Monday, December 19, 2016
How has nobody ever thought of this before? A horror anthology composed of shorts set on the calendar’s major holidays. It’s a no-brainer.
And, much like Southbound, a pretty pleasant surprise.
Written and directed by the team behind Starry Eyes, the first segment follows a teenage outcast named Maxine (unfortunately nicknamed Maxi Pad) as she nurses an intense crush on her gym teacher while her classmates brutally tease her. There's nothing overly revolutionary about the story or execution, but it's a well-told tale that's perfectly satisfying in its brief running time.
St Patrick's Day
Set in Ireland, this one follows a pleasant schoolteacher who tries to welcome a mysteriously moody new student into her class, only to have, well, a very unpleasant but somewhat welcomed surprise pregnancy via a Danny Zuko-esque snake worshipper. Directed by Gary Hore (Dracula Untold), this is a grotesquely funny and weirdly sweet horror comedy of sorts. Lead Ruth Bradley (wonderful in Grabbers) plays it perfectly, and the final reveal is one of the most adorably weird things I’ve seen in a while.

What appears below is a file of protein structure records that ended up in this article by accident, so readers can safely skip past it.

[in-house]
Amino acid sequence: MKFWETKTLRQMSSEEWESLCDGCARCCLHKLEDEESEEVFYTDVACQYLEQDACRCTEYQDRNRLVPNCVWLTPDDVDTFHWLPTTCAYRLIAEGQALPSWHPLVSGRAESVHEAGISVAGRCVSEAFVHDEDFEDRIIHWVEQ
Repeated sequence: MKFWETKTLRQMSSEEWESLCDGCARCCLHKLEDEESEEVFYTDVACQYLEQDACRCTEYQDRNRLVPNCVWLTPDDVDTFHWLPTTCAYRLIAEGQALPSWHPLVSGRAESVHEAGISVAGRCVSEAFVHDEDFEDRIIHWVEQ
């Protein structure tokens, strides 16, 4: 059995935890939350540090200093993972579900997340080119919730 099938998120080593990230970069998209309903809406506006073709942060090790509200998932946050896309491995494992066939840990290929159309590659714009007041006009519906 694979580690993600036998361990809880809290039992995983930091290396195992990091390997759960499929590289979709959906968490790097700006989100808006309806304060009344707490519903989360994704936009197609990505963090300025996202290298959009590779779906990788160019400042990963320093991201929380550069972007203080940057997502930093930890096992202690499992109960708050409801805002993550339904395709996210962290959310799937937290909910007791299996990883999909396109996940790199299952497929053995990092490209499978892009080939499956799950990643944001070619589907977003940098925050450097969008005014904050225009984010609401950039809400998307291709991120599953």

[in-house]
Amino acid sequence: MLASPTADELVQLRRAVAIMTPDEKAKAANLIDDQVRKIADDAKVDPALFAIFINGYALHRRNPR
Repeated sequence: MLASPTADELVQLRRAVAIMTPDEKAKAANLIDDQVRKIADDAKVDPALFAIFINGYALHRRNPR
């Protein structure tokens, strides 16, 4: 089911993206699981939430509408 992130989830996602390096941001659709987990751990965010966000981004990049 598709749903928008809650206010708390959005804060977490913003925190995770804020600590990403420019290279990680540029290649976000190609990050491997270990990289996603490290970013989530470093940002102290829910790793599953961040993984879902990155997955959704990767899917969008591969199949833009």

Easily my favorite, Nicholas McCarthy (The Pact) spins a bizarre little yarn about how a curious young girl (the delightful Crazy Ex-Girlfriend’s Ava Acres)’s questions about the specifics the Easter Bunny and Jesus’s resurrection leads to meeting a truly inspired and gross monster creation. The writing is on point here, as the little girl’s conversation with her exasperated mother is funny, smart, and wonderfully disturbing. That’s not even mentioning the odd background decision to decorate the home with an impressive collection of creepy clown art.